Water Conservation 101: Start Early

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If you’ve ever traveled to a developing country, you come home with a newfound appreciation for running water (and modern toilets and warm showers…). But kids, and frankly most adults, can’t even imagine a world without some of our modern luxuries. For all they know, an endless supply of water can come out of that tap!

The average person in a household uses between 60 and 150 gallons of water a day. Of course, it’s important for everyone to follow good water conservation practices, especially in warmer months when water levels can drop dangerously low. Although little ones can’t truly understand the water cycle, you can start teaching them some good habits now and help them comprehend the value of clean water.

1. Shut the faucet while you brush

That simple act can save between 3 and 10 gallons each time, depending on how long you brush. Over the course of a year, for a family of four, that would save enough water to fill a very large swimming pool!

water splash2. Nip the drips

Remind kids to shut faucets all the way after they wash hands. A little drip can add up to a lot of wasted water. Squirt on a natural hand wash, wet hands, rub for 20 seconds, rinse, done.

3. Flush once

Teach kids that each flush of the toilet is very valuable — when they have colds, especially, some kids get in the habit of tossing one tissue into the toilet and flushing after each one. That’s a lot of wasted flushes!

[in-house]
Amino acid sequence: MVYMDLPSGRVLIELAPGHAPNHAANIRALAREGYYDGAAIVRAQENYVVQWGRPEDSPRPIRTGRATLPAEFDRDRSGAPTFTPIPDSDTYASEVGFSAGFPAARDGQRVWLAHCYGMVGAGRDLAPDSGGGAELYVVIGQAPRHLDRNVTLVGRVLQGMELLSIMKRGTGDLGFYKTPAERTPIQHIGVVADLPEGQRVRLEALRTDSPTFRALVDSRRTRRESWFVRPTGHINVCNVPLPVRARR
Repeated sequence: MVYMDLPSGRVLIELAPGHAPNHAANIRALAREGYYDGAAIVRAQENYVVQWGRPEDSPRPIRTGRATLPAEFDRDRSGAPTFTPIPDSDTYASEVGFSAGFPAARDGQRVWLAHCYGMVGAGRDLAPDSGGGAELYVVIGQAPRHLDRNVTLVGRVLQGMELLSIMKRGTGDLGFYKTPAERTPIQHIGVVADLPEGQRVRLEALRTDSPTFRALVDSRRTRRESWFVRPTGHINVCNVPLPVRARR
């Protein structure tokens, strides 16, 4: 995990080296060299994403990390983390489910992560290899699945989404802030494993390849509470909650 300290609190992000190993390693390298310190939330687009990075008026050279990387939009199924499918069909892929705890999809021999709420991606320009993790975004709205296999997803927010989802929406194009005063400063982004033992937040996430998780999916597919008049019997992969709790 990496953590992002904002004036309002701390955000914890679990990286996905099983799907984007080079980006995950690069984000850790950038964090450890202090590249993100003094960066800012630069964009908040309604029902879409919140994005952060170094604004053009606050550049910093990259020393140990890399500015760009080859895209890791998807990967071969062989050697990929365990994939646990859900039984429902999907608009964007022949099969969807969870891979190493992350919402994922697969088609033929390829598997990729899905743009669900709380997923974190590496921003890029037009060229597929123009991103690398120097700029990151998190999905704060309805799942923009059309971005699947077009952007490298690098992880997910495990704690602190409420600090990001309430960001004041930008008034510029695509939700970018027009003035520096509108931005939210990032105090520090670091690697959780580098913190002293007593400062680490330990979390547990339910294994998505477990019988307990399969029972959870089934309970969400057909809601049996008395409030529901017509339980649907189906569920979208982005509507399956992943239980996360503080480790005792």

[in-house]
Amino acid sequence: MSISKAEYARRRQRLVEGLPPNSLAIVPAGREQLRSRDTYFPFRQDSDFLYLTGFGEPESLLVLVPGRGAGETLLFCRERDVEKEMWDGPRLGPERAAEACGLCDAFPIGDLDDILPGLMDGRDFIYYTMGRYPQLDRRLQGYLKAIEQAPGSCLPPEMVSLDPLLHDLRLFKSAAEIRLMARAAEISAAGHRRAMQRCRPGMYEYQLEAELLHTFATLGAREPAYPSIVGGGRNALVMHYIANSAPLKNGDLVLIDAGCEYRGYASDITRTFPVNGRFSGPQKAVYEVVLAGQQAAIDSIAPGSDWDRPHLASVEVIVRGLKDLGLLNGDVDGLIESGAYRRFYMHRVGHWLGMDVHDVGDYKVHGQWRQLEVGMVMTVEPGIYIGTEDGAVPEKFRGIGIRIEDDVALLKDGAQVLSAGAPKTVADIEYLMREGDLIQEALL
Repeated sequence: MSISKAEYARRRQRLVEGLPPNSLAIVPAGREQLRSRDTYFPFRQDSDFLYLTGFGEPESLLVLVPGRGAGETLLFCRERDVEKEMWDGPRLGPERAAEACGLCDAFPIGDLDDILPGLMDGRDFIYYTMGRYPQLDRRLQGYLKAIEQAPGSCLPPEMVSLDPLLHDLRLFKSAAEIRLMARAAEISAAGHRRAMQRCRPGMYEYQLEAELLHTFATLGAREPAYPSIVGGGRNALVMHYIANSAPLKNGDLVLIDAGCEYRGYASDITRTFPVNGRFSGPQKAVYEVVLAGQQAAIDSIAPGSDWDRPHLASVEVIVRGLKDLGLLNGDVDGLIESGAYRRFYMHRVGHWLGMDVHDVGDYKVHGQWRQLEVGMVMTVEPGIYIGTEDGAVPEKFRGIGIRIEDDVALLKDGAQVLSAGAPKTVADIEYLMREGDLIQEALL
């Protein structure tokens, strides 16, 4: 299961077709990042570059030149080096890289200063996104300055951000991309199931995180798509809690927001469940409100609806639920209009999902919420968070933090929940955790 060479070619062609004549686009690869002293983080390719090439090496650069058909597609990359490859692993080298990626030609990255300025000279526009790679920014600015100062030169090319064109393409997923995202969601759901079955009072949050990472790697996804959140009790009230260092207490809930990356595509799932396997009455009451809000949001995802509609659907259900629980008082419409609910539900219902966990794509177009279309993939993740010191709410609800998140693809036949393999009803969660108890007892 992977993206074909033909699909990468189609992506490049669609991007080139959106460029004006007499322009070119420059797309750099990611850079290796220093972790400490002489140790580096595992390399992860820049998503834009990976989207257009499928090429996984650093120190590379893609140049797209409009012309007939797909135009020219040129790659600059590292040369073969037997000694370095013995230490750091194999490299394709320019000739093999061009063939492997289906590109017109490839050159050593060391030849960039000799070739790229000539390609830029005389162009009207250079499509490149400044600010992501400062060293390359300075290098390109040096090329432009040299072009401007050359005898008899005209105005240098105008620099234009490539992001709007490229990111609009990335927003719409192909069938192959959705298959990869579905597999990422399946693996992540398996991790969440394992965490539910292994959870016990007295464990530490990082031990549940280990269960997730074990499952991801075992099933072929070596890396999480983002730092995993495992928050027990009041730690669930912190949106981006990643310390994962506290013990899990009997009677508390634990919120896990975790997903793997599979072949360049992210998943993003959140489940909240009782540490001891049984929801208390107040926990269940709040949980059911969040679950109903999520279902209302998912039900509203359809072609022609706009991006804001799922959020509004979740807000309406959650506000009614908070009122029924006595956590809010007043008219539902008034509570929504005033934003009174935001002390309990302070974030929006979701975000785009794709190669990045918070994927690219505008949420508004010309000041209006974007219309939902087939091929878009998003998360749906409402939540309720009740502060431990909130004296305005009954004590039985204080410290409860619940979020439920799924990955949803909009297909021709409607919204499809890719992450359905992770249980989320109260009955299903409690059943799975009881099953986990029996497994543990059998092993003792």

By law, all toilets made since 1995 must use no more than 1.6 gallons per flush. But think about how many times you and your family will flush: in the average person’s lifetime, they’ll flush the toilet an estimated 140,000 times!

4. Read up

Read books together about water like The Magic School Bus: At the Waterworks, which teaches kids about the water cycle while just being a lot of fun, too. 

5. Show the magic of water

Grow a plant together and let your child water it when it needs it. It will help to show him just how important H20 can be to nature.

6. Keep a rain collection

Next time it rains, put a container or pot outside to collect it. Show your child how much you collected and use it to water plants! Want to do it on a larger scale? There are lots of great resources online about how to build a rain barrel for your garden (and keep mosquitoes away from it).

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